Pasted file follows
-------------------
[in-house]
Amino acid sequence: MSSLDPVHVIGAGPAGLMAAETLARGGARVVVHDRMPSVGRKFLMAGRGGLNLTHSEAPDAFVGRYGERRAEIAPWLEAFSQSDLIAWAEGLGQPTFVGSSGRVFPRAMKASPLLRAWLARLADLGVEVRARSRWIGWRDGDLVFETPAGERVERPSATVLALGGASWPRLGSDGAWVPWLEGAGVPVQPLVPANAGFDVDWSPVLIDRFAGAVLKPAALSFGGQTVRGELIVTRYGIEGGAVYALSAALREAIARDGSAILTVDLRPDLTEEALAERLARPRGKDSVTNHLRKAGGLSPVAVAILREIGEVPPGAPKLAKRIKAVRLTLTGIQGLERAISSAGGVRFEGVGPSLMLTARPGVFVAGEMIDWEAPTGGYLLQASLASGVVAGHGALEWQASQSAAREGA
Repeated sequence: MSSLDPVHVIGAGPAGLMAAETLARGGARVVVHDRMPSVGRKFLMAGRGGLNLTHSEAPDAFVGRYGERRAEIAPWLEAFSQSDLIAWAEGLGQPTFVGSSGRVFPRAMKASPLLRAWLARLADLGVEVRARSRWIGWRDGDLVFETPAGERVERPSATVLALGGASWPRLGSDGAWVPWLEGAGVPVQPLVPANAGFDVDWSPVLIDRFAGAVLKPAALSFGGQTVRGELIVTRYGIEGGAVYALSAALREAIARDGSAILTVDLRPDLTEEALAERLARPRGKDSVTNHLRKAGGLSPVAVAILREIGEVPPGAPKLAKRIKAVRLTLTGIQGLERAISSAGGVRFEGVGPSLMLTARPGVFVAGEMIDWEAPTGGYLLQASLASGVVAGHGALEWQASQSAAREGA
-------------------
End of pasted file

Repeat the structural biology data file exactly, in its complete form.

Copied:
[in-house]
Amino acid sequence: MSSLDPVHVIGAGPAGLMAAETLARGGARVVVHDRMPSVGRKFLMAGRGGLNLTHSEAPDAFVGRYGERRAEIAPWLEAFSQSDLIAWAEGLGQPTFVGSSGRVFPRAMKASPLLRAWLARLADLGVEVRARSRWIGWRDGDLVFETPAGERVERPSATVLALGGASWPRLGSDGAWVPWLEGAGVPVQPLVPANAGFDVDWSPVLIDRFAGAVLKPAALSFGGQTVRGELIVTRYGIEGGAVYALSAALREAIARDGSAILTVDLRPDLTEEALAERLARPRGKDSVTNHLRKAGGLSPVAVAILREIGEVPPGAPKLAKRIKAVRLTLTGIQGLERAISSAGGVRFEGVGPSLMLTARPGVFVAGEMIDWEAPTGGYLLQASLASGVVAGHGALEWQASQSAAREGA
Repeated sequence: MSSLDPVHVIGAGPAGLMAAETLARGGARVVVHDRMPSVGRKFLMAGRGGLNLTHSEAPDAFVGRYGERRAEIAPWLEAFSQSDLIAWAEGLGQPTFVGSSGRVFPRAMKASPLLRAWLARLADLGVEVRARSRWIGWRDGDLVFETPAGERVERPSATVLALGGASWPRLGSDGAWVPWLEGAGVPVQPLVPANAGFDVDWSPVLIDRFAGAVLKPAALSFGGQTVRGELIVTRYGIEGGAVYALSAALREAIARDGSAILTVDLRPDLTEEALAERLARPRGKDSVTNHLRKAGGLSPVAVAILREIGEVPPGAPKLAKRIKAVRLTLTGIQGLERAISSAGGVRFEGVGPSLMLTARPGVFVAGEMIDWEAPTGGYLLQASLASGVVAGHGALEWQASQSAAREGA